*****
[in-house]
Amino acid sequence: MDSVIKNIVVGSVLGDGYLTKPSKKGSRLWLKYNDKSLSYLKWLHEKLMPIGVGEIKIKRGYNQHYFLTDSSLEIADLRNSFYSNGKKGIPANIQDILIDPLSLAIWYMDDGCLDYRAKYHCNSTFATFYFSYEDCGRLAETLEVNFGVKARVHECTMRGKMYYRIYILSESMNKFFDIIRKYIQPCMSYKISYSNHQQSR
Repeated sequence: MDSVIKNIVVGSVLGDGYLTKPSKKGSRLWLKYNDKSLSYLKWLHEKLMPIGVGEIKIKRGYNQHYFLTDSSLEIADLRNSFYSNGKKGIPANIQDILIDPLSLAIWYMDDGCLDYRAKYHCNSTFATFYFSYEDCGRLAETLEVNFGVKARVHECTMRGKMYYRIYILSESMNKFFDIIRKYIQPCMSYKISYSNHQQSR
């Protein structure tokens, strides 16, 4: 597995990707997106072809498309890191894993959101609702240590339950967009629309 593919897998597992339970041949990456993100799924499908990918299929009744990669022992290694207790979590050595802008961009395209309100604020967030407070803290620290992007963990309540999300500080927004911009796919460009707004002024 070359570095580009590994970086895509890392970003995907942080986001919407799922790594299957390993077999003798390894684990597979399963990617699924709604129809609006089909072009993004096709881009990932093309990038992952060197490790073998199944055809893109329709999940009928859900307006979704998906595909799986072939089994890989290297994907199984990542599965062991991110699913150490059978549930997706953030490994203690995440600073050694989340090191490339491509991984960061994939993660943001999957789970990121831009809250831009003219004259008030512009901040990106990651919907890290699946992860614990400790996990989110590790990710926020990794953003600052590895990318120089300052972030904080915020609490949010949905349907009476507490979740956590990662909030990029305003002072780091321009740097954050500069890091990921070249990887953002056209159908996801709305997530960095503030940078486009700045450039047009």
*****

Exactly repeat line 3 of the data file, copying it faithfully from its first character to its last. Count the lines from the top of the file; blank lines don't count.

Repeated sequence: MDSVIKNIVVGSVLGDGYLTKPSKKGSRLWLKYNDKSLSYLKWLHEKLMPIGVGEIKIKRGYNQHYFLTDSSLEIADLRNSFYSNGKKGIPANIQDILIDPLSLAIWYMDDGCLDYRAKYHCNSTFATFYFSYEDCGRLAETLEVNFGVKARVHECTMRGKMYYRIYILSESMNKFFDIIRKYIQPCMSYKISYSNHQQSR